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Deen K Chatterjee and Don E Scheid (eds), 'Ethics and Foreign Intervention'

Cambridge University Press, 2003. ISBN 0 52181074 4 (hb) £42.50/$58 316, 0 52100904 9 (pb) £15.95/$21, 316pp

It is a sign of the times that books about the international use of military muscle are increasingly about “intervention” rather than “war”, and that the interventions most often discussed are “humanitarian” ones.

While not all of the thirteen papers in this collection are primarily concerned with humanitarian intervention, that is the single most dominant theme. The countries most often mentioned are Rwanda and Kosovo. They provide obvious focal points for the discussion. As the editors point out in their introduction (p5), “For most observers, Rwanda stands as a horrific moral failure.” Five years later, NATO began its bombing of Yugoslavia. Two case studies, close in time, one representing inaction, the other action. The sense of failure with regard to Rwanda made calls for intervention more appealing. The results in Kosovo made people think again.

The variety of approaches taken in the book make any kind of summary of them impossible in a short review. However, they all share a concern that any criteria for intervention should be tightly drawn, although some allow more room for manoeuvre than others. Against this general background a number of specific points are developed. For example, Henry Shue draws attention to the problems involved with bombing, and argues that present conventions are too permissive with respect to targets such as power stations that have both a military and a civilian function. George R Lucas Jr points out that those involved in “policing” operations have less right to protect themselves from harm than do soldiers in a conventional war. Erin Kelly suggests that citizens who support a corrupt regime must expect to bear some of the burden of any punishment meted out to it. Iris Marion Young, drawing on the work of Hannah Arendt, develops the distinction between violence and power to telling effect, and points out that the leap from humanitarian intervention to humanitarian military intervention is often made far too quickly.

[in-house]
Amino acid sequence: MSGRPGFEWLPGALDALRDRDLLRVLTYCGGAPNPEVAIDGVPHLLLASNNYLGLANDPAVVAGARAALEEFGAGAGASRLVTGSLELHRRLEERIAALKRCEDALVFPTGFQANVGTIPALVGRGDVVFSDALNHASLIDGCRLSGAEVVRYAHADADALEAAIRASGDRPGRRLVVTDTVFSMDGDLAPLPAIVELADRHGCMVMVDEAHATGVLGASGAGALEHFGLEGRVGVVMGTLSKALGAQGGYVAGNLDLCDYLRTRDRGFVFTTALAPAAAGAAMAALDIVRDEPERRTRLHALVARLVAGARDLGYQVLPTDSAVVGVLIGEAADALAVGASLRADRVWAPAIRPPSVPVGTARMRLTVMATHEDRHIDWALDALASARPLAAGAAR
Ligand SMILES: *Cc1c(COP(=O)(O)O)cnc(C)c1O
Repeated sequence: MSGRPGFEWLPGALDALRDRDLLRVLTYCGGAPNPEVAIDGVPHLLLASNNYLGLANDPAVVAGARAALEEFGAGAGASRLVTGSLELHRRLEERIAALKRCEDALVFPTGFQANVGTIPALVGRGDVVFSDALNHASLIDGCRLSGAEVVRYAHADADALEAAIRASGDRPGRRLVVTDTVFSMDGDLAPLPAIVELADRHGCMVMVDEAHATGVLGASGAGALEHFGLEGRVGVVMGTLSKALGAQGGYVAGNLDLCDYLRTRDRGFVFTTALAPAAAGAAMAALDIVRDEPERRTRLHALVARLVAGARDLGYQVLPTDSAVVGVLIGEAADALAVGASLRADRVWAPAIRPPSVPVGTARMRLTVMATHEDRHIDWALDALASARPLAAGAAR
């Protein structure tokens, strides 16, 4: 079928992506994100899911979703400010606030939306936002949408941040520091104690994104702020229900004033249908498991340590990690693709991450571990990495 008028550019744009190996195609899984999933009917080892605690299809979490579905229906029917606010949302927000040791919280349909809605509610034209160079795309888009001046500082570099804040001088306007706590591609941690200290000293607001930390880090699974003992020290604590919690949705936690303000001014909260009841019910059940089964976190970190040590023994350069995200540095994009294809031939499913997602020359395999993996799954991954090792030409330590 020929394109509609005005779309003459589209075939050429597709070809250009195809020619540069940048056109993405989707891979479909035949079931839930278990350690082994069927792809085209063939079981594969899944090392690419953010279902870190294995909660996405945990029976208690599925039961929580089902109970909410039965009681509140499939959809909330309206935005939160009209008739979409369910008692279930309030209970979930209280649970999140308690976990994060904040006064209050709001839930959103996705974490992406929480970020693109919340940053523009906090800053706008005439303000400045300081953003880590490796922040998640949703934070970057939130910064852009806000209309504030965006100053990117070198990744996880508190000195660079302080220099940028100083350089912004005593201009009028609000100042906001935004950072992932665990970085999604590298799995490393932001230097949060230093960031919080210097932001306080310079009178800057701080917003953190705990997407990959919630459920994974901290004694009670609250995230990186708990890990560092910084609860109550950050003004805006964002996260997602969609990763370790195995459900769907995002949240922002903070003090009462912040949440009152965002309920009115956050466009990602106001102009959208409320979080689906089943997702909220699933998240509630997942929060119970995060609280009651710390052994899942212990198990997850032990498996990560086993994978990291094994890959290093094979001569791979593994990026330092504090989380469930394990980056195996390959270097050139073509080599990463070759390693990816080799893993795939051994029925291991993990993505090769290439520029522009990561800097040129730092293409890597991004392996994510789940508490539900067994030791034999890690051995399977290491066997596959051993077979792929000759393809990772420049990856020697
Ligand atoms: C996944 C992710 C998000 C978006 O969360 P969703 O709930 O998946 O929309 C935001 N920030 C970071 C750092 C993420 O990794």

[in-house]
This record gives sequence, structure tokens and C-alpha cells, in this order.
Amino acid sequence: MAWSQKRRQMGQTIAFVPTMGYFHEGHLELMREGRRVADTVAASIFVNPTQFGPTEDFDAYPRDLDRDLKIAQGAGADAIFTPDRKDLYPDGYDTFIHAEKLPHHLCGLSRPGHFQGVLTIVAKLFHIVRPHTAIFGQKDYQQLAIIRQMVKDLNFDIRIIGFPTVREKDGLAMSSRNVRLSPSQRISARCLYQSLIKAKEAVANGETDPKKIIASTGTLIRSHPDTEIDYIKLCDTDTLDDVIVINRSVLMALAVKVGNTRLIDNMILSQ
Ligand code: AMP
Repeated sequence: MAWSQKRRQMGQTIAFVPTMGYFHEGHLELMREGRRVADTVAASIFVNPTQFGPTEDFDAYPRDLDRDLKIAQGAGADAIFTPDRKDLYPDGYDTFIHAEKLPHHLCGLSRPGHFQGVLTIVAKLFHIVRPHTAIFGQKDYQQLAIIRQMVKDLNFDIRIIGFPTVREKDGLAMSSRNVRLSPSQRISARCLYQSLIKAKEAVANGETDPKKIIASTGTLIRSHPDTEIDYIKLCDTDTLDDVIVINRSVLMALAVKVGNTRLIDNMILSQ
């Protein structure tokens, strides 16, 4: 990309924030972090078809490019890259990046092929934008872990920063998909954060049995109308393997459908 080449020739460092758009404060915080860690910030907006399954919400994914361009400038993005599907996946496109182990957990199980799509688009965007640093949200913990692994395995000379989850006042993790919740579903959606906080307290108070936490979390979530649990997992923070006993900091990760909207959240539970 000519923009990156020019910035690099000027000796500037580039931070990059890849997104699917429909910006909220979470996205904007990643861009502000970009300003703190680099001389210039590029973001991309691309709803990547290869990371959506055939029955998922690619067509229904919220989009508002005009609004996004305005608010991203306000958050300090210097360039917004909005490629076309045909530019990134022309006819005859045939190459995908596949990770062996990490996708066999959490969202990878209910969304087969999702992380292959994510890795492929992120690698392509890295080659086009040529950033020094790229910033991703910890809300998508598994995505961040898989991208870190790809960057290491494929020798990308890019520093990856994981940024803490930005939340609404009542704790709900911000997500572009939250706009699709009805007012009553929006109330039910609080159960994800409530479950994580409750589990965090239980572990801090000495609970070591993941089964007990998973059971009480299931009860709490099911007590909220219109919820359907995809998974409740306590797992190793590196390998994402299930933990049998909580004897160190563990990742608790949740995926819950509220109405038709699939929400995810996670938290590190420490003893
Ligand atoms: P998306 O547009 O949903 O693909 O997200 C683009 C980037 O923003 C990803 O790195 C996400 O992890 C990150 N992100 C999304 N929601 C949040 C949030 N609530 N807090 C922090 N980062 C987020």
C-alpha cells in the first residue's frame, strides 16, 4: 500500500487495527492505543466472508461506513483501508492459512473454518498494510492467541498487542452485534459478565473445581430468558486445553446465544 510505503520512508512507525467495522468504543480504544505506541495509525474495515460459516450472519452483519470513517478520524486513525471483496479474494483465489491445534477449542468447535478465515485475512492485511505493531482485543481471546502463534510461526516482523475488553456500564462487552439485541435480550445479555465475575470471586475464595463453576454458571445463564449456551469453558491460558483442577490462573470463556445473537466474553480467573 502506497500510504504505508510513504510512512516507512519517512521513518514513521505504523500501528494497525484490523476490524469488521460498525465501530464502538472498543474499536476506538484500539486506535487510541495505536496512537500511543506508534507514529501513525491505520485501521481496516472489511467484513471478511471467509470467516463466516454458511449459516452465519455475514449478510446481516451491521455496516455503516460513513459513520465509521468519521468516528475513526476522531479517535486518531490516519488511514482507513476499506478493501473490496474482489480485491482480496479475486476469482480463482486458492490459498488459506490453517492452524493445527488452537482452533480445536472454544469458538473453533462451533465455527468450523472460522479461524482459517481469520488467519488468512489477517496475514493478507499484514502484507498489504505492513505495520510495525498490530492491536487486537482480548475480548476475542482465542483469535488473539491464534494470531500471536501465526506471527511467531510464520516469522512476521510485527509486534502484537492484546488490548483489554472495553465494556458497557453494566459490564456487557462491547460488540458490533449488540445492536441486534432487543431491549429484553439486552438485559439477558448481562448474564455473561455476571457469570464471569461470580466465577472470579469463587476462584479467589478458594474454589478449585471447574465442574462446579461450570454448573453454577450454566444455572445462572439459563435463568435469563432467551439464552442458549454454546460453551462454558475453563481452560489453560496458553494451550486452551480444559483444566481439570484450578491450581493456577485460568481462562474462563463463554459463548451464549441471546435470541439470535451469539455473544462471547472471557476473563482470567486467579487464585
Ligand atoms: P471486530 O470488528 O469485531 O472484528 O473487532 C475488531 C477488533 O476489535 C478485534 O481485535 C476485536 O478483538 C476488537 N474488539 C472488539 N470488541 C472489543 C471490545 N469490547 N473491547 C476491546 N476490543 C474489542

What becomes apparent from reading this book is that traditional just war theory is becoming increasingly irrelevant, and, to the extent to which it remains relevant, is in need of a drastic overhaul. The different writers shed useful light on different aspects of the problem, and the volume overall is an illuminating contribution to an increasingly pressing debate. re